People & Money

Federal Government Rakes in All-Time High N10.1 Trillion in Tax Revenue in 2022

Mr. Muhammed Nami, the Executive Chairman of the Federal Inland Revenue Service (FIRS) has disclosed that the service raked in N10.1 trillion in tax revenue in 2022. Nami disclosed this while speaking to journalists after presenting the FIRS 2022 Performance Update to President Muhammadu Buhari in Abuja.

While this is a record figure in the history of the FIRS, it was short of the N10.44 trillion target set for the service during the year in review. Nami stated that the service would have hit its target for 2022, but was restrained by the different tax incentives that were granted by various laws, the incentives amounted to N1.8 trillion. Furthermore, he said that political interests and litigation against the service hindered the tax collection drive in 2022.

Also Read: ‘Rendezvous’: Implications of Tax Provisions of Nigeria’s Finance Act (No.2) 2020 for Non-Residents

“We would have actually done better, but for several issues, some of which are political and very sensitive to discuss in the public domain.

The performance report explained that the oil taxes receipt made up N4.09 trillion or 41% of the total collections, while non-oil taxes made up about N5.96 trillion or 59% of the taxes. The report showed that the Companies’ Income Tax accounted for N2.83 trillion of the total collections, while Value Added Tax stood at N2.51 trillion. Electronic Money Transfer Levy was N125.67 billion and Earmarked Taxes were N353.69 billion.

Nami said that the service’s historic tax performance is due to the dogged implementation of strategic reforms over the past two years; a renewed commitment by officers of the service, accompanied by boosted morale, as well as the innovative deployment of technology for automation of both tax administration and operational processes.

In his press briefing, Mr. Nami referred to the faceoff between the FIRS and NIPOST that has been on since 2020 as part of the efforts that hindered the tax collection drive.

He said, “These are not just mere issues but people instituting legal actions against FIRS to further distract us. People instituting, even federal agencies instituting legal actions against laws that have been passed by the National Assembly and signed into law by Mr. President.”

Also Read: MTN’s N2.6trn Tax Evasion Claims, Trade Ministry Officials Have Questions To Answer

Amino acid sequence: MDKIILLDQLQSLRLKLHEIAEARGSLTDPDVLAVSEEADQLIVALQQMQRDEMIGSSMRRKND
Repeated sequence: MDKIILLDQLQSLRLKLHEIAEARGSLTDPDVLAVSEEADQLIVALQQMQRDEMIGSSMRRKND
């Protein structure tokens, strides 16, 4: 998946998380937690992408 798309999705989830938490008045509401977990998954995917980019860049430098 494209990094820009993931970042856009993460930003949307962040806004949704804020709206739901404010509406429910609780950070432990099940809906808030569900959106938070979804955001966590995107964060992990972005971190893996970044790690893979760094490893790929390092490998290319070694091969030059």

“But the most important one is distractions from certain interests within the federal government itself and the sub-nationals or people who want to do what FIRS is doing – in other words, those that want to perform the statutory functions of FIRS of assessing, collecting, and accounting for taxes in Nigeria.” He added.

The controversial faceoff has been over the stamp duty collection responsibility. Stamp duties are collected by the Federal Government on receipts, electronic transfers, and teller deposits. The squabble between both agencies is due to the interpretation of the provisions of the acts establishing both agencies. And it led to the FIRS being dragged to court by NIPOST in 2020.

According to Section 5 (c) and (d) of the NIPOST Act, it is stated that NIPOST has the power to

(c) prescribe the amount of postage stamps and the manner in which it is to be paid.

(d) to provide postage stamps and other stamped papers, cards, and envelopes and to provide such other evidence of payment of postage and fees as may be necessary or desirable.

Also Read: Adetola Okuwoga: Celebrating Nigeria’s Heroes with Stamps

However, no section in the NIPOST Act gives NIPOST express powers over the collection of stamp duty on financial instruments. Meanwhile, Section 8 of the FIRS Act empowers the FIRS to assess, collect, account, and enforce payment of taxes as may be due to the Federal Government or any of its agencies as it concerns taxes; and to collect any tax under any provision of the FIRS Act or any other enactment or law.

And taxes are defined by Section 69 of the FIRS Act as “any duty, levy or revenue accruable to the government in full or in part under this Act, the laws listed in the First Schedule to this act or any other enactment or law.”

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